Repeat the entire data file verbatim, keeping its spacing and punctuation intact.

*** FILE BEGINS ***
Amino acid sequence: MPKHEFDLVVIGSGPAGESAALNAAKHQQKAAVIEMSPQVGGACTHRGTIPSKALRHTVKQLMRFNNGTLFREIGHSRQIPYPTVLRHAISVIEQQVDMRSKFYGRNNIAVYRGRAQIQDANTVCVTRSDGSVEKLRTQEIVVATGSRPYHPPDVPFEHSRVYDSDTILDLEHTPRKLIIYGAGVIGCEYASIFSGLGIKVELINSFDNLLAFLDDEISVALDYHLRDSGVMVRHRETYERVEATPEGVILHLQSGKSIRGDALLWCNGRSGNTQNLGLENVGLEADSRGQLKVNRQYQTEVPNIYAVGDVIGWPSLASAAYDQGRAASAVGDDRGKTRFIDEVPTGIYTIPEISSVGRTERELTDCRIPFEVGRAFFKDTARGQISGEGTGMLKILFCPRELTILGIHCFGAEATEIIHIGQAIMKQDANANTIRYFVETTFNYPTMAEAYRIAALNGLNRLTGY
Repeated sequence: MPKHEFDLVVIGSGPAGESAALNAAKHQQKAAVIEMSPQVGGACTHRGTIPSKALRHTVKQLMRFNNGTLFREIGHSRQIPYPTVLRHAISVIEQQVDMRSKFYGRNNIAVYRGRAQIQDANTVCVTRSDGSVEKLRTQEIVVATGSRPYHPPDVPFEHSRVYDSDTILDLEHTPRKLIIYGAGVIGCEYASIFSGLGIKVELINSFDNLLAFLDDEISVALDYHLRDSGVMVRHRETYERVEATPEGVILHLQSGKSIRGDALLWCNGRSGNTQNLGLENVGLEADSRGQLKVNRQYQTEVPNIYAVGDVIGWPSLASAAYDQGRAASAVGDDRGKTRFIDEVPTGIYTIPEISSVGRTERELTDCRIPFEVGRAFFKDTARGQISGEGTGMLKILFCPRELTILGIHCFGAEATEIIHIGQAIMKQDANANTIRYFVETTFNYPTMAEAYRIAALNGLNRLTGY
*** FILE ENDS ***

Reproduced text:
Amino acid sequence: MPKHEFDLVVIGSGPAGESAALNAAKHQQKAAVIEMSPQVGGACTHRGTIPSKALRHTVKQLMRFNNGTLFREIGHSRQIPYPTVLRHAISVIEQQVDMRSKFYGRNNIAVYRGRAQIQDANTVCVTRSDGSVEKLRTQEIVVATGSRPYHPPDVPFEHSRVYDSDTILDLEHTPRKLIIYGAGVIGCEYASIFSGLGIKVELINSFDNLLAFLDDEISVALDYHLRDSGVMVRHRETYERVEATPEGVILHLQSGKSIRGDALLWCNGRSGNTQNLGLENVGLEADSRGQLKVNRQYQTEVPNIYAVGDVIGWPSLASAAYDQGRAASAVGDDRGKTRFIDEVPTGIYTIPEISSVGRTERELTDCRIPFEVGRAFFKDTARGQISGEGTGMLKILFCPRELTILGIHCFGAEATEIIHIGQAIMKQDANANTIRYFVETTFNYPTMAEAYRIAALNGLNRLTGY
Repeated sequence: MPKHEFDLVVIGSGPAGESAALNAAKHQQKAAVIEMSPQVGGACTHRGTIPSKALRHTVKQLMRFNNGTLFREIGHSRQIPYPTVLRHAISVIEQQVDMRSKFYGRNNIAVYRGRAQIQDANTVCVTRSDGSVEKLRTQEIVVATGSRPYHPPDVPFEHSRVYDSDTILDLEHTPRKLIIYGAGVIGCEYASIFSGLGIKVELINSFDNLLAFLDDEISVALDYHLRDSGVMVRHRETYERVEATPEGVILHLQSGKSIRGDALLWCNGRSGNTQNLGLENVGLEADSRGQLKVNRQYQTEVPNIYAVGDVIGWPSLASAAYDQGRAASAVGDDRGKTRFIDEVPTGIYTIPEISSVGRTERELTDCRIPFEVGRAFFKDTARGQISGEGTGMLKILFCPRELTILGIHCFGAEATEIIHIGQAIMKQDANANTIRYFVETTFNYPTMAEAYRIAALNGLNRLTGY